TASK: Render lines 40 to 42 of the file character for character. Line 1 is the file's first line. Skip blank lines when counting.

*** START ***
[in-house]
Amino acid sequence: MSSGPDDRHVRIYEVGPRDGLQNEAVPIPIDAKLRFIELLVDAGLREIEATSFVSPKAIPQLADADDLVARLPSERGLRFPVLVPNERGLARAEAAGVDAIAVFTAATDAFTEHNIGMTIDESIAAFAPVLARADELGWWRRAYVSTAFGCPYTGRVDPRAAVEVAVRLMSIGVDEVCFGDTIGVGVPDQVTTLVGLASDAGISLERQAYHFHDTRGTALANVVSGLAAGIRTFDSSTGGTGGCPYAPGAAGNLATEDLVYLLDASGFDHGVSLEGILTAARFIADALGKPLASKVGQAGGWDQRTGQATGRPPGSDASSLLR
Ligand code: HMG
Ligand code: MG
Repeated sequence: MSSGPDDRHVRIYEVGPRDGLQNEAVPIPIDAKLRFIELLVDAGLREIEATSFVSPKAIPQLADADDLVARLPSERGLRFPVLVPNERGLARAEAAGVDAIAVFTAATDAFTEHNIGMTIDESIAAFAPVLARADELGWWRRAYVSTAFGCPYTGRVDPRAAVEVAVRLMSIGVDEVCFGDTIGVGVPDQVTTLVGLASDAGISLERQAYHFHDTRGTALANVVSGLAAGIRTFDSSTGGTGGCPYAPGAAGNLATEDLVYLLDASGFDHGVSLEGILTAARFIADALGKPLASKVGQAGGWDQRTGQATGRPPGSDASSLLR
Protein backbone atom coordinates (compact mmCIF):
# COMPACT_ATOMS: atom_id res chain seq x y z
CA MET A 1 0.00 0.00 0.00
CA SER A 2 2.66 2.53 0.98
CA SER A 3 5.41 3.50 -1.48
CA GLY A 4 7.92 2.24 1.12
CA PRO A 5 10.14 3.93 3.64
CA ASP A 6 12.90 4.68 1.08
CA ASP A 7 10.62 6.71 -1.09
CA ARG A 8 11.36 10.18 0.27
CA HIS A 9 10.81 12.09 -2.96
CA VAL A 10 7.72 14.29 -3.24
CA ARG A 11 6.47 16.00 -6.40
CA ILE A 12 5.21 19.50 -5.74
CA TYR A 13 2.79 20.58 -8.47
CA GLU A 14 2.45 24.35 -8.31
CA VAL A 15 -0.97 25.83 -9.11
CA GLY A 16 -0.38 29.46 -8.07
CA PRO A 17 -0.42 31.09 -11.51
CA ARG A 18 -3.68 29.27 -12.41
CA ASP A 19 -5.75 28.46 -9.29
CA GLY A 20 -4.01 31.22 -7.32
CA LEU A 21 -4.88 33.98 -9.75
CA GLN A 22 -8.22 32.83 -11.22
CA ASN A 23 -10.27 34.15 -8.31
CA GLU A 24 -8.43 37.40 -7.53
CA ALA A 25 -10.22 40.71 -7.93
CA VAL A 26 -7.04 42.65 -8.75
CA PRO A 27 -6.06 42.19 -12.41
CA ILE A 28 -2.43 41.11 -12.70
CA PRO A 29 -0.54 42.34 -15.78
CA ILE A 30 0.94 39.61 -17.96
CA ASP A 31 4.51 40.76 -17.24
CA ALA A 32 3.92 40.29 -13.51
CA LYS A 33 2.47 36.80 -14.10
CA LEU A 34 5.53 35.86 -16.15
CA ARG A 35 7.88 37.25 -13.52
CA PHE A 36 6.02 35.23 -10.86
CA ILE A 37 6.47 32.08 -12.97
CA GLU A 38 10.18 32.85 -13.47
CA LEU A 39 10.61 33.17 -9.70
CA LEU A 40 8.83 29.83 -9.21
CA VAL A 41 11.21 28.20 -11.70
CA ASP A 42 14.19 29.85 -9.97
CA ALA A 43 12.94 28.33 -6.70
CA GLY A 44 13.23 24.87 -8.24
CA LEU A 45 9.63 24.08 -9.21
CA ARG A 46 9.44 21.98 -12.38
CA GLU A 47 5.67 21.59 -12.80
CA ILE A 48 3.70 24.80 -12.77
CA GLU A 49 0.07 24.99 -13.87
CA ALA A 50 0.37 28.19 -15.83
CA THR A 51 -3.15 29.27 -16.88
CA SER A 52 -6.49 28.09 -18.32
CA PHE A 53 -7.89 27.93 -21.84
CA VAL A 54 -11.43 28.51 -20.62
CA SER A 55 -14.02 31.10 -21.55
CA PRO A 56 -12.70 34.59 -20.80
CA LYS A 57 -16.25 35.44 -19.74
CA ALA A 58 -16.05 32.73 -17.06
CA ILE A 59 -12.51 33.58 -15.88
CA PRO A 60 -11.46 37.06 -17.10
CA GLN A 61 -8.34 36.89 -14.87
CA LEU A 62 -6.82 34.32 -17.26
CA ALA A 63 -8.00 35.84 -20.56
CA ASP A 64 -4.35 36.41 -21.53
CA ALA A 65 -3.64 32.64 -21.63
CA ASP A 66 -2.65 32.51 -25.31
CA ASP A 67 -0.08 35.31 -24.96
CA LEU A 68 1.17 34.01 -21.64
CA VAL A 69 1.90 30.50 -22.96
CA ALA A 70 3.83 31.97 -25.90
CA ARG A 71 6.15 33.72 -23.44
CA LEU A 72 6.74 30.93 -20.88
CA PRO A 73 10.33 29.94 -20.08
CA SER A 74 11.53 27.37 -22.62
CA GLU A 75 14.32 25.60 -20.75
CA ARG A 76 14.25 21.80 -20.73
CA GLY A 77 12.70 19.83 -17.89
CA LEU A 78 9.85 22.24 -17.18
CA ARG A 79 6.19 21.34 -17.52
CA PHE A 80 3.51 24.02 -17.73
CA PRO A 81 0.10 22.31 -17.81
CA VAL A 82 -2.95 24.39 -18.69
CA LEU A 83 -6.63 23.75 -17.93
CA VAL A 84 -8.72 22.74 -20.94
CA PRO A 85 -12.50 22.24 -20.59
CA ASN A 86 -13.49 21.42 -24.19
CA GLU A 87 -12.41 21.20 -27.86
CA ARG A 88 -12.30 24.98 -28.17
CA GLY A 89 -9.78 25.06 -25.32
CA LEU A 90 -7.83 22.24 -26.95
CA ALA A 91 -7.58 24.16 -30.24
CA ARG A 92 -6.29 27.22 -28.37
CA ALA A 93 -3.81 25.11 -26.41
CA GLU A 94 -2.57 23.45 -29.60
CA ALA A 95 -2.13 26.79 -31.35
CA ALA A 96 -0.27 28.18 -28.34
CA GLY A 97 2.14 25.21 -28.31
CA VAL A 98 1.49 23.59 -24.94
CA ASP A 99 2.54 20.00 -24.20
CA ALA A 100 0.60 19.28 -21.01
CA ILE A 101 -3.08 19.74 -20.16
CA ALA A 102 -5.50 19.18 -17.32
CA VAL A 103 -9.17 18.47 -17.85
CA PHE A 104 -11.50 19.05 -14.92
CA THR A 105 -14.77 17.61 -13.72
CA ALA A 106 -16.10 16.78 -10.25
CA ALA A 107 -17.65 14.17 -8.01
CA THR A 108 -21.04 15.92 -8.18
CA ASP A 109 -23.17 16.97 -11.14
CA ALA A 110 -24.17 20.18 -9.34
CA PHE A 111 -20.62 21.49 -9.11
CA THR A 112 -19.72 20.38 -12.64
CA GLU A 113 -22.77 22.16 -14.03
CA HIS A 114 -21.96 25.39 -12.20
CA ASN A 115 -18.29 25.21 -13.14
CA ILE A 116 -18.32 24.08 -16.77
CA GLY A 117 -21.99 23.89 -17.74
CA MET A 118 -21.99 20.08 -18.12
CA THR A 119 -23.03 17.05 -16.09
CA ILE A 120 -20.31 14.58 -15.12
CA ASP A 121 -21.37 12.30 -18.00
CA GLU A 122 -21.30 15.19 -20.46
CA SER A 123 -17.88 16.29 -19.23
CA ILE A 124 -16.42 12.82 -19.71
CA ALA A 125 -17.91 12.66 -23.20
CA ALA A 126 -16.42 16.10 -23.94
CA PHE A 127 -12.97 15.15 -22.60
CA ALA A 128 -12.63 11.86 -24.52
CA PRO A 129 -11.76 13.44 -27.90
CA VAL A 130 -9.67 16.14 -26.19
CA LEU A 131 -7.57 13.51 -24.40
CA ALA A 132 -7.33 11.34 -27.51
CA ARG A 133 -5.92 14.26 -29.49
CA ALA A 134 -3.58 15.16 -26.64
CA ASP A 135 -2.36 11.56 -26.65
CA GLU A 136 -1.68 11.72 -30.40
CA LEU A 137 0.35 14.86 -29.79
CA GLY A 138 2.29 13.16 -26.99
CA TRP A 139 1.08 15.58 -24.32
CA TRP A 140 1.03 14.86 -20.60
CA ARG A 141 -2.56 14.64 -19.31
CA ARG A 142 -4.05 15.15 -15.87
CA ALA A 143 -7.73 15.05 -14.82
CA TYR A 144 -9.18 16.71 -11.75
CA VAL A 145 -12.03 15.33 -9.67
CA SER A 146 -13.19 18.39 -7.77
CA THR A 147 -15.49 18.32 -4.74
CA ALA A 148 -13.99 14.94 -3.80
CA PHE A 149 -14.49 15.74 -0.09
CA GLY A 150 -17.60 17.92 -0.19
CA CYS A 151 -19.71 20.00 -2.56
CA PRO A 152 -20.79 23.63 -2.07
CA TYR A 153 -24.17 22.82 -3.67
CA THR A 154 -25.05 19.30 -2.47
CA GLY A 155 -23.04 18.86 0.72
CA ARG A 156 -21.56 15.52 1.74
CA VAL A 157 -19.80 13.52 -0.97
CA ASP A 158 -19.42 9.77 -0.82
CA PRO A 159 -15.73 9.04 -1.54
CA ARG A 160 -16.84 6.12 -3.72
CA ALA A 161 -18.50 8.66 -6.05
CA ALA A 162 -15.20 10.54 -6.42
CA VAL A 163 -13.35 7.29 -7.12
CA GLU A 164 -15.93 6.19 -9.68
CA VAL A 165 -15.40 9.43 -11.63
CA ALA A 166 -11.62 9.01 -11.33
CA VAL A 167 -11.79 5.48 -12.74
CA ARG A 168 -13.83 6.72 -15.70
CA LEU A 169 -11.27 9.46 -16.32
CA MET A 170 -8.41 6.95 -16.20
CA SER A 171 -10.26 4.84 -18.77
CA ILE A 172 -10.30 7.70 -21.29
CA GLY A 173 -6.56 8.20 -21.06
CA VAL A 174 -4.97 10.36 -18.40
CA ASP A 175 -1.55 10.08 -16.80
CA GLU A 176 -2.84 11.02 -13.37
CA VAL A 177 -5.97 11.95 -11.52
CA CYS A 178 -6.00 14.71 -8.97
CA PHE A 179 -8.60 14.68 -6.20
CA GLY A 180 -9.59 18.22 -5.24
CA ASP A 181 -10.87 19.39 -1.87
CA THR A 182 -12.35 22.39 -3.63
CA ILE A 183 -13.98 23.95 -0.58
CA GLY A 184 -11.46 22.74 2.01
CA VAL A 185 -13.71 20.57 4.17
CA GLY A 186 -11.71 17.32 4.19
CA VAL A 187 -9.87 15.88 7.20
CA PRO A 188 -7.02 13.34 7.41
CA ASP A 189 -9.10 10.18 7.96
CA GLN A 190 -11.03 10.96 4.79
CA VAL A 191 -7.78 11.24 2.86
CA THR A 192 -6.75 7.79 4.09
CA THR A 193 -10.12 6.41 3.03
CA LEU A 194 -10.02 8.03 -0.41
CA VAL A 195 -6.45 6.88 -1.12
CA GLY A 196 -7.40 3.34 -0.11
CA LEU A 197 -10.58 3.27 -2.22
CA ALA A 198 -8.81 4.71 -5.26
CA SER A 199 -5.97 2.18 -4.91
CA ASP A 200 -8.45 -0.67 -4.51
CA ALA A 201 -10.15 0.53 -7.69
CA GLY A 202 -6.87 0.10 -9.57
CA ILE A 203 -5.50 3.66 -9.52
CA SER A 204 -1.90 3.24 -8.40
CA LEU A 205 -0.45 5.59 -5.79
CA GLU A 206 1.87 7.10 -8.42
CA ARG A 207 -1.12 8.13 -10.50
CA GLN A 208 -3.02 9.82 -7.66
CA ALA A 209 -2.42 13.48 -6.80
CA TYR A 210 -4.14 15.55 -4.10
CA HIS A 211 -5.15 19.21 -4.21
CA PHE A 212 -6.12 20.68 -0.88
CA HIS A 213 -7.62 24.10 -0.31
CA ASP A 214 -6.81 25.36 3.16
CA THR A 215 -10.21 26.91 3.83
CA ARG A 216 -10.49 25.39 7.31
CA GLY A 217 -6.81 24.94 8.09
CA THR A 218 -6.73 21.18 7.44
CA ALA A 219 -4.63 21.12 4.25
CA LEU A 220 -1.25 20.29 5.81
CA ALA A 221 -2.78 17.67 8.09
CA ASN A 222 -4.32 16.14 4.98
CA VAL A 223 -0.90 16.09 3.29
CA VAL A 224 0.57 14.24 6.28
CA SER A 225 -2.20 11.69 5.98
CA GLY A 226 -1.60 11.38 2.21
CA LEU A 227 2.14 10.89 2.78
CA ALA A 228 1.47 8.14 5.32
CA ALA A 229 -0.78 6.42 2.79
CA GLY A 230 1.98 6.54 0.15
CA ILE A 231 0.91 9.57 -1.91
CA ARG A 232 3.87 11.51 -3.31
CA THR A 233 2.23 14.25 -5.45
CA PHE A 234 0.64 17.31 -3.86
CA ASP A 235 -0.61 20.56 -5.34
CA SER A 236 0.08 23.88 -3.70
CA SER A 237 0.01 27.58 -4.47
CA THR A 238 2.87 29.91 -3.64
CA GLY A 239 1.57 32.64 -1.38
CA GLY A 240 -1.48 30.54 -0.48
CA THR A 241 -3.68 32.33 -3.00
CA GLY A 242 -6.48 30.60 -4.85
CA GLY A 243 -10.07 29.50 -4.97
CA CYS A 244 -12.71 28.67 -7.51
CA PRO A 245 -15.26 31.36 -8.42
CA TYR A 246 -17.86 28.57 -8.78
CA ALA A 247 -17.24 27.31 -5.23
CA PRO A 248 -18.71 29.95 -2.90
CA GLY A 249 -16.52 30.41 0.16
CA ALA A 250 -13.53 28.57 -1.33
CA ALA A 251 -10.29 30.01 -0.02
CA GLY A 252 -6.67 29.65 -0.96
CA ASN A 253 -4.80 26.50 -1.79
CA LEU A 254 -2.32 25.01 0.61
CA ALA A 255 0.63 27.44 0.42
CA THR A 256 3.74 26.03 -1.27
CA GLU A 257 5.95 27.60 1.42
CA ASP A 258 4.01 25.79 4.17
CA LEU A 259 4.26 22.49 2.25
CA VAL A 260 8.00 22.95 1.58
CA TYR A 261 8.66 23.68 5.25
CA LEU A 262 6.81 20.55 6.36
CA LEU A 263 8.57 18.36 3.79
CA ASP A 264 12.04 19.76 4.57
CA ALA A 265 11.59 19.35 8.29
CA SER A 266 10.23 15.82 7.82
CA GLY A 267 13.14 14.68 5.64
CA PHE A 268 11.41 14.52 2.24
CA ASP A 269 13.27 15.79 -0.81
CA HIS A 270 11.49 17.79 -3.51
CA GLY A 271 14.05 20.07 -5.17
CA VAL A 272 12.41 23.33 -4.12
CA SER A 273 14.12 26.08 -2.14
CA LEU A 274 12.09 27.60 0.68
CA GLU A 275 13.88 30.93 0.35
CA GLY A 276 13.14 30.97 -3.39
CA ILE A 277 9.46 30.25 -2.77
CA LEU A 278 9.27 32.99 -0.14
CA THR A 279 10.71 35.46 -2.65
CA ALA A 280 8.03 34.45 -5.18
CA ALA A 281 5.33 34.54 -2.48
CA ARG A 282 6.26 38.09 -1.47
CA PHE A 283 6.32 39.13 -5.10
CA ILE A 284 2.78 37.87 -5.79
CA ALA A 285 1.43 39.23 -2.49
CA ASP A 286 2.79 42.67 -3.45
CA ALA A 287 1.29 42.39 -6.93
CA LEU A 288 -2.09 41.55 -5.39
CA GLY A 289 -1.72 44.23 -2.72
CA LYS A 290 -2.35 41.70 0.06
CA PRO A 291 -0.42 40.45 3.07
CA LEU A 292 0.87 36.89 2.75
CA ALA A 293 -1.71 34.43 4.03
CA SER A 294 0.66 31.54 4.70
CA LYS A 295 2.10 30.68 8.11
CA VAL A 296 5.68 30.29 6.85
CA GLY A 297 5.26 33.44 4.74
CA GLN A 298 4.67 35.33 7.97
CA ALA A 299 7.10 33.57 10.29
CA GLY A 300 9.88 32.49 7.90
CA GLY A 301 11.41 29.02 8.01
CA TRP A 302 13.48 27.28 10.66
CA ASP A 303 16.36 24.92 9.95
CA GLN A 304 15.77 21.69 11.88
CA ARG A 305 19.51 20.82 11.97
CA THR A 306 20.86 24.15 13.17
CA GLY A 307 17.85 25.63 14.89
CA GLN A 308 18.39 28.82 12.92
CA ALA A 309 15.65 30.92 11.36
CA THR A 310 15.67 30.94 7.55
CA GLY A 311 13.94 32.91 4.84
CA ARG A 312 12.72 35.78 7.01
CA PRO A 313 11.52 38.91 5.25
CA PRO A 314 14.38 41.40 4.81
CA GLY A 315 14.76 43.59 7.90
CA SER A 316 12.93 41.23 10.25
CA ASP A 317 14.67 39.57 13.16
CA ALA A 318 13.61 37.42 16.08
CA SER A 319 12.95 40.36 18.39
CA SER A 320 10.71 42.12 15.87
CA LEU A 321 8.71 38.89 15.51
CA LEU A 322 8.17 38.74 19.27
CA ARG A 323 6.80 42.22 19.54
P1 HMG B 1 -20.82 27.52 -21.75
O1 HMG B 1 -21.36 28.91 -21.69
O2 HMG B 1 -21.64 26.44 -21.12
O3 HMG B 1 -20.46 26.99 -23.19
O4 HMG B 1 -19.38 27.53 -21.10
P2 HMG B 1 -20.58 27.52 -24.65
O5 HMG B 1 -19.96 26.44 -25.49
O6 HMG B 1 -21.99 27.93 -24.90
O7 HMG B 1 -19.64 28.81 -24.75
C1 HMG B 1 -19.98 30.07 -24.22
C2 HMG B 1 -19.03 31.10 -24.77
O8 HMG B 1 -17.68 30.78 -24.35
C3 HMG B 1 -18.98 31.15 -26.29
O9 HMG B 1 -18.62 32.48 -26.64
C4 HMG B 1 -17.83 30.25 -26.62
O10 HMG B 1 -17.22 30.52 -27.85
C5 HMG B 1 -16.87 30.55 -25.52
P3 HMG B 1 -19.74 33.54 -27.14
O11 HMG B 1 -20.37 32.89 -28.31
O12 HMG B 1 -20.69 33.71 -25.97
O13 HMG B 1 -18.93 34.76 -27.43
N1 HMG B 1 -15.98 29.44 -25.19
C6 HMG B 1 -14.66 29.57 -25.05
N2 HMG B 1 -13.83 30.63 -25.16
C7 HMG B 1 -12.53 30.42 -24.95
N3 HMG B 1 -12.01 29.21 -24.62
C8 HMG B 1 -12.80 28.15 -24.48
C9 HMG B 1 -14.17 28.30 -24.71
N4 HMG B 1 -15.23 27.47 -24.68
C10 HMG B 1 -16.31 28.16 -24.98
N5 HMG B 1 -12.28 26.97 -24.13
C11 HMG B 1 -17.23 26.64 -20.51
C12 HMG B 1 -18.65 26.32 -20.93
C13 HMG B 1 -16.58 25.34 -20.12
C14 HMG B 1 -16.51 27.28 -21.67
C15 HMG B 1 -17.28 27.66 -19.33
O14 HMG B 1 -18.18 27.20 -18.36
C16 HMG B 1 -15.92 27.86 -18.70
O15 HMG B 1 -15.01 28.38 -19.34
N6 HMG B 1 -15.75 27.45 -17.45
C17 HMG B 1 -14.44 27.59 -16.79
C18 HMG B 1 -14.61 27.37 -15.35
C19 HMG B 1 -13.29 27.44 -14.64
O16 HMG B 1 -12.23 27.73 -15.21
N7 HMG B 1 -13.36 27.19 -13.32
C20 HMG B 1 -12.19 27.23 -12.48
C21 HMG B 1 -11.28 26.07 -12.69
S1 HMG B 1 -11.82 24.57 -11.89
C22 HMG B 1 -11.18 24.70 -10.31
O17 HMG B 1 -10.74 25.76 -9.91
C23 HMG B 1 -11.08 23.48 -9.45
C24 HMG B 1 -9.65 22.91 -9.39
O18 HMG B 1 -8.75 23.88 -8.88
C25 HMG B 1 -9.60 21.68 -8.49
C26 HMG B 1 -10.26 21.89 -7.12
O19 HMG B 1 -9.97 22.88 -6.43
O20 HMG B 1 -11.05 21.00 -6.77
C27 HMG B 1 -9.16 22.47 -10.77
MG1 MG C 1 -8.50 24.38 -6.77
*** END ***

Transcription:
CA LYS A 33 2.47 36.80 -14.10
CA LEU A 34 5.53 35.86 -16.15
CA ARG A 35 7.88 37.25 -13.52